Bed Bath & Beyond could file for bankruptcy ‘as early as this weekend’: MACCO CEO

MACCO CEO Drew McManigle joins Yahoo Finance Live to weigh in on Bed Bath & Beyond and why the retailer is likely doomed sooner than later.

Video Transcript

SEANA SMITH: A dire warning from Bed, Bath & Beyond. Look at shares today, off just about 24%. That happening after the retailer saying that it may go bankrupt. Joining us now is Drew McManigle. He's the Macco CEO. He's worked with hundreds of companies, either in or nearing bankruptcy.

Drew, it's great to have you back on the program. We wanted to invite you back on the show today because we last spoke about four months ago, and you predicted the turnaround plan that Bed, Bath & Beyond laid out at that time wasn't enough. I want to play a quick sound bite from what you had to say then and get your reaction.

DREW MCMANIGLE: You're coming to the party late. I'm not going to be one to be surprised if the Chapter 11 petitions haven't already been drafted and are just waiting for a signature. I'm also not convinced that this $500 million financing is going to be enough cash.

SEANA SMITH: So you nailed it, Drew. The financing certainly was not enough. The cuts that they made did not seem to work out. So what happens now?

DREW MCMANIGLE: Well, I think it's inevitable that they file. I wouldn't be surprised to see them file as early as this weekend. There's no reason not to. I suspect they've been working on their debtor in possession financing. Their sales were off a third. I just don't think there's-- I think it's a fait accompli that they're filing. Quite frankly, I'm surprised, and at Macco Restructuring Group, we would have advised our client to file once we were in trouble.

I mean, they were going to cut-- it was valiant that they tried to enact a turnaround plan. But as I said, they came late to it. And it wasn't deep enough or far enough. As an example, they were going to close 21% of their stores, which just isn't enough. We would have gone in and looked at each and every store. And if it was losing money and if the sales weren't relevant, we would have shut it down. In turnarounds, it's just-- you're just going to break a few eggs, but-- and including the stock price.

But much like an emergency room, if the patient dies, what difference does any of it make? And so the premise of a turnaround is to save the company so it'll have another fight another day. And I don't think Bed, Bath & Beyond is going to.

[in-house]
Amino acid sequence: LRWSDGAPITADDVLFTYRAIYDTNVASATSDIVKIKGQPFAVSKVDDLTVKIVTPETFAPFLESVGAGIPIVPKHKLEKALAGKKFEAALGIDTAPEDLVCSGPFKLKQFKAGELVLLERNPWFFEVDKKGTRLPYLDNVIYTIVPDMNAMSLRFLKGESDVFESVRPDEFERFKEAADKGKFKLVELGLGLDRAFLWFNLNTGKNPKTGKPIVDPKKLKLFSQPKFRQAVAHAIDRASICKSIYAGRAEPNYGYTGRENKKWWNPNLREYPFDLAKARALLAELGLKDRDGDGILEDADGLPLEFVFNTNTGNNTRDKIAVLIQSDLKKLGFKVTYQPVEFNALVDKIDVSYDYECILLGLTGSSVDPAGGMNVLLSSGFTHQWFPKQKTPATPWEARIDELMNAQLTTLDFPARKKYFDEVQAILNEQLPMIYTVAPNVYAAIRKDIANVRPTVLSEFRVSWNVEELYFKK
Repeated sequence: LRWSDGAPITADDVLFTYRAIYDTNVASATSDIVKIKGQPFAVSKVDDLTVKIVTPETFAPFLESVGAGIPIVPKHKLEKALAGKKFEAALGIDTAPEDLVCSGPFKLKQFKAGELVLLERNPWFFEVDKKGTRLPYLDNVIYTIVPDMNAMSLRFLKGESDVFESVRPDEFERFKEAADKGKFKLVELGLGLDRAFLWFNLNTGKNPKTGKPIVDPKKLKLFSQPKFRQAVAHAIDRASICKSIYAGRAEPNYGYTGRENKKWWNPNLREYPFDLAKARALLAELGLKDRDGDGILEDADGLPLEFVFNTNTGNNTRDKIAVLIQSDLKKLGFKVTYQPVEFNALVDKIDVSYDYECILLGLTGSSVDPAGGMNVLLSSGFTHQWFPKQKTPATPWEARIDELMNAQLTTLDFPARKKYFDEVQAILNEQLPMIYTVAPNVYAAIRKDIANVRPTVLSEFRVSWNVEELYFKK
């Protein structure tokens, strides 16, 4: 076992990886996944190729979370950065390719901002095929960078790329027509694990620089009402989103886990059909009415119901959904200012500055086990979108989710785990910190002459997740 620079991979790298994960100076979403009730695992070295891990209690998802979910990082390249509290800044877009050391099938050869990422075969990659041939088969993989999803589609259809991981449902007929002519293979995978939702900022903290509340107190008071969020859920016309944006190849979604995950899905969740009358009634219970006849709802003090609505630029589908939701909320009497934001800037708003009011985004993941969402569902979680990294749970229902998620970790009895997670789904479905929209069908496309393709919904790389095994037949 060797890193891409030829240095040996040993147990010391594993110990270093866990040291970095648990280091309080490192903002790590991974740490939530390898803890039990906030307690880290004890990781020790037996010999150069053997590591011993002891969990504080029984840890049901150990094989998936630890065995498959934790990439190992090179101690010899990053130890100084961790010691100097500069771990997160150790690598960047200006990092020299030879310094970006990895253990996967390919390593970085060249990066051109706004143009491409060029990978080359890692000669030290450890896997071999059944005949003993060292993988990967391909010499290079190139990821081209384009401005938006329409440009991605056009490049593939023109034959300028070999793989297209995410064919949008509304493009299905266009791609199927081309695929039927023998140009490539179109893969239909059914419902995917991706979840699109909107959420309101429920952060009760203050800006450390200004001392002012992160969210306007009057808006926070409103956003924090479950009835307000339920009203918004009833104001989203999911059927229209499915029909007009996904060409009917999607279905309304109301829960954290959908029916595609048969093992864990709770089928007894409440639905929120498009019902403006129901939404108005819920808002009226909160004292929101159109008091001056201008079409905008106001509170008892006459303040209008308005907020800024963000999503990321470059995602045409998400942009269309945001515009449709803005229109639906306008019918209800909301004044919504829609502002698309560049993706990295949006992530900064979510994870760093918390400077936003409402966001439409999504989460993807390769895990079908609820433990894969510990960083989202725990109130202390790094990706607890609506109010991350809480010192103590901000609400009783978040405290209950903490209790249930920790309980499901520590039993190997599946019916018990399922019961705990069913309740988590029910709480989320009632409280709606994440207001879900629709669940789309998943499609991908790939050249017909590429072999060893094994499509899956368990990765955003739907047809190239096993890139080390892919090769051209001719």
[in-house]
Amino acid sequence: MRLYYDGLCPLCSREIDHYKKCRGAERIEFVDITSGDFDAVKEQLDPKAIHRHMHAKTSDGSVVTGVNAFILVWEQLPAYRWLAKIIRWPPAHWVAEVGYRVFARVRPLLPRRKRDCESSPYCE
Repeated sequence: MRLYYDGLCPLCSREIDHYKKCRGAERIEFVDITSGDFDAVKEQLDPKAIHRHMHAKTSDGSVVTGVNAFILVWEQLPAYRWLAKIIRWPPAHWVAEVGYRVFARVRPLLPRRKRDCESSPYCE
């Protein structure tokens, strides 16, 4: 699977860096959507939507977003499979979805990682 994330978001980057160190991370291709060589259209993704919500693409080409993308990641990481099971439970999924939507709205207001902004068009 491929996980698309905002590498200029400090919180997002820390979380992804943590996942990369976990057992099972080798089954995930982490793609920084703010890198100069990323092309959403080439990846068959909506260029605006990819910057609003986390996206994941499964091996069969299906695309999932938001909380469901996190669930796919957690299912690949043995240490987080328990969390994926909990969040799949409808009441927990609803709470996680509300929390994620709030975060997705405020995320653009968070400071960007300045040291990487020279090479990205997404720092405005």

DAVE BRIGGS: I guess I better run out and get that ironing board soon if you think this weekend is possible. If they'd have filed earlier, Drew, what might they have saved?

DREW MCMANIGLE: Well, a couple of things. First of all, the automatic stay of 362 of the bankruptcy code would have come into play immediately. That prevents vendors from creditors and others from initiating lawsuits, from continuing lawsuits, from trying to collect. It provides you-- it provides a process so that vendors know that you're going to be an ongoing business. One of Bed, Bath & Beyond problems was that their vendor constituency has, as I said before, seen this movie.

So they're worried about getting paid. So consequently, they tighten their credit terms, which means that Bed, Bath & Beyond can't fill its stores with inventory for sale. So the bankruptcy process allows you to remain in business within a process that gives creditors and others some comfort that there's going to be a debtor in possession. It will be somewhat business as usual, as you try to get your business plan turned around.

SEANA SMITH: Drew, when it comes to potentially spinning off parts of its business, seeing what would maybe be attractive to some potential buyers out there, I know you're not an expert on Bed, Bath & Beyond specifically, but you're very familiar with this type of process, those conversations. How do you think they are playing out amongst executives right now?

DREW MCMANIGLE: Well, I think the question is, does a Bed, Bath & Beyond brand have any value? And if so, how much? The Bye Bye Baby brand clearly has value. Their drugstore-- the Harmon drugstore chain has some value. So I think they're probably looking at trying to maximize value, which is what you do in a Chapter 11 such as this. And much like occurred in other retail bankruptcies, you try to maximize that value, see who would want to buy the entire business or parts of the business, and try to tee up those sales through a sale process within the Chapter 11.

DAVE BRIGGS: You say this could be just the tip of the iceberg in terms of bankruptcies. Why do you say that? Who could be next?

DREW MCMANIGLE: Well, I think-- listen, we've seen Toys 'R' US. We've seen Sears. We've seen Penney that's been-- JCPenney's, which has been in a turnaround for some time. There's a recession coming, regardless of what the pundits may say or one side or the other. Consumer confidence, I think, is waning. And if you look at the recent information that came out today, holiday online sales were higher than ever.

I've got to tell you, I put out so many boxes from Amazon and other deliveries over Christmas, I'm surprised my community isn't going to charge me for picking them all up. But there was very little shopping. So I think that that's going to continue. And that's going to affect big box retailers and some of the smaller chains that are still going to continue to have problems.

And that's where when you're doing a turnaround to work out, if we get called, then you're going to have to very, very quickly make a determination of what's working, what's not, and where, and how you can conserve cash because cash is the lifeblood of these businesses. If you run out of cash, you're out of business. And that's one of the things that has affected Bed, Bath & Beyond.

DAVE BRIGGS: Well, let's hope some others do it right and we don't lose more ahead in '23. Drew McManigle, good to see you. Thank you.